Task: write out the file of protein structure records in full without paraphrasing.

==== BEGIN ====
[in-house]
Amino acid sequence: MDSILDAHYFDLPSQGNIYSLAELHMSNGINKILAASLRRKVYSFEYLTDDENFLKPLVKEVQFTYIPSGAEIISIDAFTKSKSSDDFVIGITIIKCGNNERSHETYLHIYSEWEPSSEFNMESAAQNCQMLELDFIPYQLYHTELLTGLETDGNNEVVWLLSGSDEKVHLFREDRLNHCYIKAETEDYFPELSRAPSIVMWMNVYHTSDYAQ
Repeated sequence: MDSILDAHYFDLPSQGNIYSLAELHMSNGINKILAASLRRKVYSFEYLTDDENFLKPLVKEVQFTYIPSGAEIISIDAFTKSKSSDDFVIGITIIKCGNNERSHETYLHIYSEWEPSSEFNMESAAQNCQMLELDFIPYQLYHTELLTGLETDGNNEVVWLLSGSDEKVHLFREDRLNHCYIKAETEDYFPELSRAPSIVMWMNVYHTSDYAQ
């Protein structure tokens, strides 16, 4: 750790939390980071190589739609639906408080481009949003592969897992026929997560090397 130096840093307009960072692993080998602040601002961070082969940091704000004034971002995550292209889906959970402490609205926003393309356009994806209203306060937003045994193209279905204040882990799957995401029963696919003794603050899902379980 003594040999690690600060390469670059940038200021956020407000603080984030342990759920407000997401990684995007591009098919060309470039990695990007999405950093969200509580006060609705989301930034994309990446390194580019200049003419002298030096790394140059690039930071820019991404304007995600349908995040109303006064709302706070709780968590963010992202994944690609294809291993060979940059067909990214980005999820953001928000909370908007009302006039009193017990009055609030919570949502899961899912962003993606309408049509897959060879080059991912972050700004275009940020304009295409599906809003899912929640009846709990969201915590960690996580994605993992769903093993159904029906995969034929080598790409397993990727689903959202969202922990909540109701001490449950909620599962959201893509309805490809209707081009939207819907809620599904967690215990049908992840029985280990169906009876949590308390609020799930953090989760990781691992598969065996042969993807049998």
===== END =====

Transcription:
[in-house]
Amino acid sequence: MDSILDAHYFDLPSQGNIYSLAELHMSNGINKILAASLRRKVYSFEYLTDDENFLKPLVKEVQFTYIPSGAEIISIDAFTKSKSSDDFVIGITIIKCGNNERSHETYLHIYSEWEPSSEFNMESAAQNCQMLELDFIPYQLYHTELLTGLETDGNNEVVWLLSGSDEKVHLFREDRLNHCYIKAETEDYFPELSRAPSIVMWMNVYHTSDYAQ
Repeated sequence: MDSILDAHYFDLPSQGNIYSLAELHMSNGINKILAASLRRKVYSFEYLTDDENFLKPLVKEVQFTYIPSGAEIISIDAFTKSKSSDDFVIGITIIKCGNNERSHETYLHIYSEWEPSSEFNMESAAQNCQMLELDFIPYQLYHTELLTGLETDGNNEVVWLLSGSDEKVHLFREDRLNHCYIKAETEDYFPELSRAPSIVMWMNVYHTSDYAQ
């Protein structure tokens, strides 16, 4: 750790939390980071190589739609639906408080481009949003592969897992026929997560090397 130096840093307009960072692993080998602040601002961070082969940091704000004034971002995550292209889906959970402490609205926003393309356009994806209203306060937003045994193209279905204040882990799957995401029963696919003794603050899902379980 003594040999690690600060390469670059940038200021956020407000603080984030342990759920407000997401990684995007591009098919060309470039990695990007999405950093969200509580006060609705989301930034994309990446390194580019200049003419002298030096790394140059690039930071820019991404304007995600349908995040109303006064709302706070709780968590963010992202994944690609294809291993060979940059067909990214980005999820953001928000909370908007009302006039009193017990009055609030919570949502899961899912962003993606309408049509897959060879080059991912972050700004275009940020304009295409599906809003899912929640009846709990969201915590960690996580994605993992769903093993159904029906995969034929080598790409397993990727689903959202969202922990909540109701001490449950909620599962959201893509309805490809209707081009939207819907809620599904967690215990049908992840029985280990169906009876949590308390609020799930953090989760990781691992598969065996042969993807049998």